Imagine a filmmaker discovering that a folk singer once received a letter from John Lennon 34 years after it was sent, getting the rights to several of the ex-Beatle's songs, and then having the nerve to revise the story, letter and songs in the service of a feel-good formula fest.
Actually, you don't have to. The directorial debut of screenwriter Dan Fogelman (The Guilt Trip) takes every one of those liberties. And yet, thanks to the charm of its cast, it miraculously manages to prove entertaining.
Al Pacino stars. The 74-year-old has specialized in "aging" guys for a while now — an aging detective (Righteous Kill), an aging gangster (Stand Up Guys) and an aging actor (The Humbling). Here he's Danny Collins, aging pop star.
The movie begins with a flashback to the days when Danny was hailed as the next Bob Dylan. Well, Leonard Cohen, maybe. John Denver, at least. Fast-forward to the present, and we learn that Danny sold out, hasn't written anything in decades and basically settled for being the next Tom Jones.
At least he's rich and lives in a glitzy mansion with a woman (Katarina Cas) half his age. For all practical purposes, he's happy. He sings his golden oldies to arenas filled with "golden girls" and consumes as much coke and booze as he did at 20. Then his manager (Christopher Plummer) gives him the birthday gift that changes everything — the letter from Lennon.
Apparently feeling that Lennon's writing needed improving, Fogelman rewrote it as schmaltz about staying true to one's art. (The real-life note addressed a different subject.) Reading this missive inspires Danny to undo the mistakes of a lifetime, so he's off to New Jersey. There he has a Steinway shoehorned into his hotel room so he can create, flirts with the manager (Annette Bening) and embarks on a mission to bond with the son he's never met.
Bobby Cannavale does a really nice job with that role. It's amusing to watch the 40-year-old son's bitterness incrementally give way to something approaching acceptance. As his wife, Jennifer Garner likewise makes the most of familiar, frequently cornball material. Naturally, the couple has a child with special needs, and Danny uses his celebrity to get the kid into a special, super-expensive school.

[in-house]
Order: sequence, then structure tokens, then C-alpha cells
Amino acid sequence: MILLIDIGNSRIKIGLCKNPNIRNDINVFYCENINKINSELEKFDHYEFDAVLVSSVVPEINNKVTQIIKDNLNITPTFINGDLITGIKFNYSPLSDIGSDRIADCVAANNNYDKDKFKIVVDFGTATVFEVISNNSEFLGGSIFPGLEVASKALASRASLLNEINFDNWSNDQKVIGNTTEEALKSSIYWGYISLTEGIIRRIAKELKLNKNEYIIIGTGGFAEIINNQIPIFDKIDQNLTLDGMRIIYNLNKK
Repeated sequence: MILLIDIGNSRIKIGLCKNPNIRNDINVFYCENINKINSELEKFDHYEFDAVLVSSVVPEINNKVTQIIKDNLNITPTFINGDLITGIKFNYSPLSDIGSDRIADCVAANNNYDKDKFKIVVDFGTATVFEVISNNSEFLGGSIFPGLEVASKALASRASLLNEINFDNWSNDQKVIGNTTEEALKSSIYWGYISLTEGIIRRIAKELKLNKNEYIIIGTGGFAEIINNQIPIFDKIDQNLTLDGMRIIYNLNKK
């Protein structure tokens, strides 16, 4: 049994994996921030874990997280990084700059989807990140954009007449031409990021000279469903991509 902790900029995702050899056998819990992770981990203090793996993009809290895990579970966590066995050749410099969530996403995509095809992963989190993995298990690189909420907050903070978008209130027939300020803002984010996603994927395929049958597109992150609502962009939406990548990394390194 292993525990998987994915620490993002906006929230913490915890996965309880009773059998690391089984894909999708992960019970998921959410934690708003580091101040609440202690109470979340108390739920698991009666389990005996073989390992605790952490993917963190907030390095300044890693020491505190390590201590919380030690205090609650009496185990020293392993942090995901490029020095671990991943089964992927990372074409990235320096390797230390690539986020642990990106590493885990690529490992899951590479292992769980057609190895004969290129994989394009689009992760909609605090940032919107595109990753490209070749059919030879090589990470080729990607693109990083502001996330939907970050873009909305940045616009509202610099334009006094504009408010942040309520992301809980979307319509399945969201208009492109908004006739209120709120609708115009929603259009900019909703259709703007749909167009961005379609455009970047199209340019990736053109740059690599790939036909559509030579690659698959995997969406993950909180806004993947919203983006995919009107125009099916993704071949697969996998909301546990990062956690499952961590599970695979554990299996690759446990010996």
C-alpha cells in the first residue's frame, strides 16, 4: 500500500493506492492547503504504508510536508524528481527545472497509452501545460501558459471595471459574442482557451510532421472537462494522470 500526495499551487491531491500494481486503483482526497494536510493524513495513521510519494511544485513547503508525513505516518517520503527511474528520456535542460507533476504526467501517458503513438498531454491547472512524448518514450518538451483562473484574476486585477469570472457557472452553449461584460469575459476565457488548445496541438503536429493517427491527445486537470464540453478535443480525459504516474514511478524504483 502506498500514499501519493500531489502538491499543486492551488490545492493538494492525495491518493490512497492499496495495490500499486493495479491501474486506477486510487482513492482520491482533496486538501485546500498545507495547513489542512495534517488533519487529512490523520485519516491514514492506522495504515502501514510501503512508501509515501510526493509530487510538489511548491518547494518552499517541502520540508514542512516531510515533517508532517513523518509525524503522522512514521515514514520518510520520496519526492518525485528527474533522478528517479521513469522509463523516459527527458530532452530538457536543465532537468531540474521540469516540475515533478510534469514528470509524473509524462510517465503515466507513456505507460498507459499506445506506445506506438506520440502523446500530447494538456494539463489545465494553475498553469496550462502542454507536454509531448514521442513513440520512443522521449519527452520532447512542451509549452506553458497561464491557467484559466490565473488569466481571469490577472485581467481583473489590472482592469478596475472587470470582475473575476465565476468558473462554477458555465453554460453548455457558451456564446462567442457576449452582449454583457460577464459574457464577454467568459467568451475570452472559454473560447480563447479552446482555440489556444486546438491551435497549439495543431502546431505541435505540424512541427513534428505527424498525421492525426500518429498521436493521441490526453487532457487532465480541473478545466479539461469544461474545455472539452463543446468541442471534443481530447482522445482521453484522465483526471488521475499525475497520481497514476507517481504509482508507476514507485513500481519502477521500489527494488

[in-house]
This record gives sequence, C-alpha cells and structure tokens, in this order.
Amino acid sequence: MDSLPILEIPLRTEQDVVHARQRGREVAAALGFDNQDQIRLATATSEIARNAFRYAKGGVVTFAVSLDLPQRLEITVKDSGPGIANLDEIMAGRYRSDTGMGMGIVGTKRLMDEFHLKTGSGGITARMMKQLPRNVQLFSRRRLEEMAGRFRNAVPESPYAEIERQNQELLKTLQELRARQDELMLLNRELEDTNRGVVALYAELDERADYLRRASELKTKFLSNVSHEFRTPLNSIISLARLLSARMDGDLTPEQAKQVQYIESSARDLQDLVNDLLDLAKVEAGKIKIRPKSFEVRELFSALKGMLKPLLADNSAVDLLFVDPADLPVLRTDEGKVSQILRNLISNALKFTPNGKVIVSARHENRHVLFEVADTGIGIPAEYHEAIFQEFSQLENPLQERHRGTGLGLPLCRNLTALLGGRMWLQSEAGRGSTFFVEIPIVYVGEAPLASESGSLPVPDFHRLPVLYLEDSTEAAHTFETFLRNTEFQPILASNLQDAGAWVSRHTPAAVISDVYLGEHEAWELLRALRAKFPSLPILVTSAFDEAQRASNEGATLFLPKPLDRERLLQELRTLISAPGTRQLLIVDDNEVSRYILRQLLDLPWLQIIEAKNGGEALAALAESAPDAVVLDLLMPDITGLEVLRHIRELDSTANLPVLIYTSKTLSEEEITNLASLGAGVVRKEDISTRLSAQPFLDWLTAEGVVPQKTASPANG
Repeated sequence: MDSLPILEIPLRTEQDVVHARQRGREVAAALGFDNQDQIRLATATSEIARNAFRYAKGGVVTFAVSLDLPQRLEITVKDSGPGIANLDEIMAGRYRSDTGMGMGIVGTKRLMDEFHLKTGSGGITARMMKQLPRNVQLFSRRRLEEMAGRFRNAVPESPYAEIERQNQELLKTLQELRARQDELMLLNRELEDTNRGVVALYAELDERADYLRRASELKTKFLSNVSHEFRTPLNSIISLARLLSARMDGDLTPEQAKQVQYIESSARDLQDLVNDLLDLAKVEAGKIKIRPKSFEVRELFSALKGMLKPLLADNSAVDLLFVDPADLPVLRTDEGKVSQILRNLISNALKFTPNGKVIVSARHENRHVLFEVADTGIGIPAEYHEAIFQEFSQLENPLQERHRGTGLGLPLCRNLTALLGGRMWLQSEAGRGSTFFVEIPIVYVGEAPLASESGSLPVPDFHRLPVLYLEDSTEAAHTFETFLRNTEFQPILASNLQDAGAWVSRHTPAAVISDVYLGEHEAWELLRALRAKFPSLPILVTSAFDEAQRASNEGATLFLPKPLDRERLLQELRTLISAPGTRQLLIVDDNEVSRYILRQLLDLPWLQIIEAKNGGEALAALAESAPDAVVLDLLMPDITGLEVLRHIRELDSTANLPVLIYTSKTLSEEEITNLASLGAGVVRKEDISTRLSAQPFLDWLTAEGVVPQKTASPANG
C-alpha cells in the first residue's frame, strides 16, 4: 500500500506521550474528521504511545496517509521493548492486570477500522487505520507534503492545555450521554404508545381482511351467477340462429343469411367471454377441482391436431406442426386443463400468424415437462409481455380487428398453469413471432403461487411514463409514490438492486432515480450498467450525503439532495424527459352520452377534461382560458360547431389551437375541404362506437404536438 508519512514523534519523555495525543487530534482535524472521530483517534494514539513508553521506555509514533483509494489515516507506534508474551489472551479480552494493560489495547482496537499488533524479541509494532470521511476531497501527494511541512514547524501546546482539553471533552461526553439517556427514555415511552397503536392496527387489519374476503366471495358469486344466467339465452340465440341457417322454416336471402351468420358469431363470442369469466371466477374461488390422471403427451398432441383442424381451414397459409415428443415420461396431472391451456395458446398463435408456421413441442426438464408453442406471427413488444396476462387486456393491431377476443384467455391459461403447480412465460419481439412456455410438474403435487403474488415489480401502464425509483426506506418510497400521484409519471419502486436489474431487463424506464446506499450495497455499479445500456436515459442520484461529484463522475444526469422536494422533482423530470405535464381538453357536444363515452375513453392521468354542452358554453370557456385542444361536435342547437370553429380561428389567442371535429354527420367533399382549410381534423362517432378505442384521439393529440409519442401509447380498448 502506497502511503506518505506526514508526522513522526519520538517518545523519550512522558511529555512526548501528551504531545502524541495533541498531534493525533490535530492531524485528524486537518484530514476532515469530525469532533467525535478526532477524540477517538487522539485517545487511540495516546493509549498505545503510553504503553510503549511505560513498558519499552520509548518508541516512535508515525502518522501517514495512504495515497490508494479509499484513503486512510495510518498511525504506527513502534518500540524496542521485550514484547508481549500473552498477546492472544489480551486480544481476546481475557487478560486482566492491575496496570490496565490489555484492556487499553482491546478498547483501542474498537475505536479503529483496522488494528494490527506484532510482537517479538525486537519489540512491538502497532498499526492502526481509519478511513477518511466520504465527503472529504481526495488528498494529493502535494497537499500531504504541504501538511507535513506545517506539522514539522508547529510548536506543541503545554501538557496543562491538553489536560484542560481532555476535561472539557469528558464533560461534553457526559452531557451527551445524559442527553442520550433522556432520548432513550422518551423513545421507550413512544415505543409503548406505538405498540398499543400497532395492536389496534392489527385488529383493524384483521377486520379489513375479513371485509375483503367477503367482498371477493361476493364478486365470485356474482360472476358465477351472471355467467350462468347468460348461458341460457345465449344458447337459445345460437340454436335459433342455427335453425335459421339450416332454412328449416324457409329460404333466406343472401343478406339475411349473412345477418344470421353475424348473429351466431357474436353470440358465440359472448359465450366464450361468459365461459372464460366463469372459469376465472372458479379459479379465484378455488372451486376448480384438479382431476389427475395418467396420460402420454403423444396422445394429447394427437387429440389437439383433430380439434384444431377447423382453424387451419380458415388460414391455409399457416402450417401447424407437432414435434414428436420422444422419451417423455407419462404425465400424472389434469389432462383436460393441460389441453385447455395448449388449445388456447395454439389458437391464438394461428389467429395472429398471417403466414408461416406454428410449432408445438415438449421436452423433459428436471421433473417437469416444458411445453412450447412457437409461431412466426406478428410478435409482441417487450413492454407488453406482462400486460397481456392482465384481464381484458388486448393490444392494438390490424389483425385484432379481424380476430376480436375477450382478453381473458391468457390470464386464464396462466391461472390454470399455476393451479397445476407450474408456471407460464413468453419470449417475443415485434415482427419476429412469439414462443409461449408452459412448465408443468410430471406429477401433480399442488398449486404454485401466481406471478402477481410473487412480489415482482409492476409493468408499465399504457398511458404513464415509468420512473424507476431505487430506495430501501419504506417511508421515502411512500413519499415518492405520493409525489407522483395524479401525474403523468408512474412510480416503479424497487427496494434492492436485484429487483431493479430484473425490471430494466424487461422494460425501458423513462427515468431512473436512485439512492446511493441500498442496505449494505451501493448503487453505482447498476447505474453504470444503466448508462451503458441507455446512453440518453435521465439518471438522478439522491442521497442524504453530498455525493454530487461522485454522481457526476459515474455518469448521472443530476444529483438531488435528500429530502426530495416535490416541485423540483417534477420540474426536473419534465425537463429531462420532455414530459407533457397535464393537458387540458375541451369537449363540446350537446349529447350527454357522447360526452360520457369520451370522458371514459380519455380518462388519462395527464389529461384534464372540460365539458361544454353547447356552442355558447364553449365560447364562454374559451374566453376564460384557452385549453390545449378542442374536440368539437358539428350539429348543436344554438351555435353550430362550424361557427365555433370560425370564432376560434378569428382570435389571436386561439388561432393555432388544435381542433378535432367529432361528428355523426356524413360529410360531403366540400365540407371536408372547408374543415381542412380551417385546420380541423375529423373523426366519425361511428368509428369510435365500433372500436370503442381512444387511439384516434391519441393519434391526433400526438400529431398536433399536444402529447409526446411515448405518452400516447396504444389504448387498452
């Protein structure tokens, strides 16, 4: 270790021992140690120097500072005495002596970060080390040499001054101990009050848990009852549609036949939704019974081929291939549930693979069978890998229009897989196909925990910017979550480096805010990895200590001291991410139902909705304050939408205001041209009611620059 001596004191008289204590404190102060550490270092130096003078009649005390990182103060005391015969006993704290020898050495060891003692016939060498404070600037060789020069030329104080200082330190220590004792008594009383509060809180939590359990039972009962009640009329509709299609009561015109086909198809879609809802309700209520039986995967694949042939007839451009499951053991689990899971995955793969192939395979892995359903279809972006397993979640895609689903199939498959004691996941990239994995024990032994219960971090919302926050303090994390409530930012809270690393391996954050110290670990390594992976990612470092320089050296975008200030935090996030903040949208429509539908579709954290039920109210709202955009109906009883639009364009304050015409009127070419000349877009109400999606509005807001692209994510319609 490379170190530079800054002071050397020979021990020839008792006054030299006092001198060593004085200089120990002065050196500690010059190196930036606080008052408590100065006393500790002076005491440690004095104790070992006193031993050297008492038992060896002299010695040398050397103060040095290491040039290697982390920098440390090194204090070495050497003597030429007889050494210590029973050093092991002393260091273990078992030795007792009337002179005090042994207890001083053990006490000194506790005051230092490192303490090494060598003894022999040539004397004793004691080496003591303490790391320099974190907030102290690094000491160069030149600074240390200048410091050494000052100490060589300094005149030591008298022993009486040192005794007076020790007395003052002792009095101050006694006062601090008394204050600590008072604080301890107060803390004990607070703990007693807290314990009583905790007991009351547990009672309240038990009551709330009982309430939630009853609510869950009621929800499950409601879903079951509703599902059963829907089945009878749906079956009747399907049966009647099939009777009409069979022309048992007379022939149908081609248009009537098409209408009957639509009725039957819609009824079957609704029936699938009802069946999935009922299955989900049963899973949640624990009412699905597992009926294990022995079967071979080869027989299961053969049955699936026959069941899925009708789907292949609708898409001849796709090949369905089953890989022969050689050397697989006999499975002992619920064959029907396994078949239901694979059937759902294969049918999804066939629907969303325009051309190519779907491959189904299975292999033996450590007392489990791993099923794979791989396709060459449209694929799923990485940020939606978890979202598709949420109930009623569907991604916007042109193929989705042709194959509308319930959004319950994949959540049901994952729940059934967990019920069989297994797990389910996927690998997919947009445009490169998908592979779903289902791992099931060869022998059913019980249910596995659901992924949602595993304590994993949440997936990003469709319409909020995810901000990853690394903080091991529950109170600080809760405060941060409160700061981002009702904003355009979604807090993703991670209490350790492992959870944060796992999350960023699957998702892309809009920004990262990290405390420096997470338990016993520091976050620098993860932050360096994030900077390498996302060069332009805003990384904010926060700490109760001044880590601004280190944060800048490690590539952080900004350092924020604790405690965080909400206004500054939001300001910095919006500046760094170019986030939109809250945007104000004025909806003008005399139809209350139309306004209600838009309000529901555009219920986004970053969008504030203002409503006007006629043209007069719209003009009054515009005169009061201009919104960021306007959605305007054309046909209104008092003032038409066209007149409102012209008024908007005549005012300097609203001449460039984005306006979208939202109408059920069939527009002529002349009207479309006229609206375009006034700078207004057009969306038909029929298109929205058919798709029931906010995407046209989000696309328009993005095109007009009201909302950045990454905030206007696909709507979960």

Pacino dials the hoo-ah down, letting his smile and charisma do the heavy lifting. Naturally, it doesn't hurt that all the feeling and healing are accompanied by a soundtrack of Lennon songs. With the exception of "Cold Turkey," they're randomly placed — but, hey, it beats listening to a soundtrack of Danny Collins songs.
Apparently feeling that Lennon's music needed improving, too, Fogelman actually rearranged compositions here and changed a lyric or two there, using a sound-alike. I couldn't believe my ears. Aren't you supposed to be a poet before you take poetic license?
The bottom line: A heart-tugging trifle is elevated by the chemistry of its cast and a score that truly was a score. The rights to Beatles music, solo or otherwise, are famously difficult to secure, and Fogelman made the film with no reason to believe he'd get to use those songs. Without them, he would've had a Lifetime movie.
So how did a novice director whose résumé includes the screenplay for Fred Claus acquire permission to use nine compositions? Trick question — he didn't. One of the film's producers, Jessie Nelson, happens to know Yoko Ono and showed her a rough cut. Deeming this weepie about a lost letter a love letter to Lennon, Ono agreed to let the songs stay. Danny Collins is by no means an instant classic, but you've got to admit that's some spooky instant karma.